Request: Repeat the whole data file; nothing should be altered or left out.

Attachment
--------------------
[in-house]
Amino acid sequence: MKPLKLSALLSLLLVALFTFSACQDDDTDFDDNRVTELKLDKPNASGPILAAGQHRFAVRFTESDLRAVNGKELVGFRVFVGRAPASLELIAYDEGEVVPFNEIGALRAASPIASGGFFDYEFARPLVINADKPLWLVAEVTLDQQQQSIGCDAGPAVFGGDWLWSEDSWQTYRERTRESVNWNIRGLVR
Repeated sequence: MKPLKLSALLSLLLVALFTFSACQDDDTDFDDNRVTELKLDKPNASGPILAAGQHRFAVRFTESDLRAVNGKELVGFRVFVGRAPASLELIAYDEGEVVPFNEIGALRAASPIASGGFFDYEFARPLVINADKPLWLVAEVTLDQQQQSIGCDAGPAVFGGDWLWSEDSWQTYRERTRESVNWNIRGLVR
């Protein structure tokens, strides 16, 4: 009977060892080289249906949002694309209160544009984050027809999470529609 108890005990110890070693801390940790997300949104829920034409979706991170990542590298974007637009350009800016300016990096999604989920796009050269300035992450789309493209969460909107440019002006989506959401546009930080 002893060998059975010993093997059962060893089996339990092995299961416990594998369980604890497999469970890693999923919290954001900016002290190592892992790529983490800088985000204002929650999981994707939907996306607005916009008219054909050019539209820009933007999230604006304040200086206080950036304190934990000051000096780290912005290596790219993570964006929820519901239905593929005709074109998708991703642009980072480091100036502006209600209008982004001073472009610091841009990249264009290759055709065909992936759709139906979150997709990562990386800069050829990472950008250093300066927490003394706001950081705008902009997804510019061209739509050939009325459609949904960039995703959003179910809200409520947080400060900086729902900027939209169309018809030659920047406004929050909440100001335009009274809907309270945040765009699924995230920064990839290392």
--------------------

[in-house]
Amino acid sequence: MKPLKLSALLSLLLVALFTFSACQDDDTDFDDNRVTELKLDKPNASGPILAAGQHRFAVRFTESDLRAVNGKELVGFRVFVGRAPASLELIAYDEGEVVPFNEIGALRAASPIASGGFFDYEFARPLVINADKPLWLVAEVTLDQQQQSIGCDAGPAVFGGDWLWSEDSWQTYRERTRESVNWNIRGLVR
Repeated sequence: MKPLKLSALLSLLLVALFTFSACQDDDTDFDDNRVTELKLDKPNASGPILAAGQHRFAVRFTESDLRAVNGKELVGFRVFVGRAPASLELIAYDEGEVVPFNEIGALRAASPIASGGFFDYEFARPLVINADKPLWLVAEVTLDQQQQSIGCDAGPAVFGGDWLWSEDSWQTYRERTRESVNWNIRGLVR
């Protein structure tokens, strides 16, 4: 009977060892080289249906949002694309209160544009984050027809999470529609 108890005990110890070693801390940790997300949104829920034409979706991170990542590298974007637009350009800016300016990096999604989920796009050269300035992450789309493209969460909107440019002006989506959401546009930080 002893060998059975010993093997059962060893089996339990092995299961416990594998369980604890497999469970890693999923919290954001900016002290190592892992790529983490800088985000204002929650999981994707939907996306607005916009008219054909050019539209820009933007999230604006304040200086206080950036304190934990000051000096780290912005290596790219993570964006929820519901239905593929005709074109998708991703642009980072480091100036502006209600209008982004001073472009610091841009990249264009290759055709065909992936759709139906979150997709990562990386800069050829990472950008250093300066927490003394706001950081705008902009997804510019061209739509050939009325459609949904960039995703959003179910809200409520947080400060900086729902900027939209169309018809030659920047406004929050909440100001335009009274809907309270945040765009699924995230920064990839290392």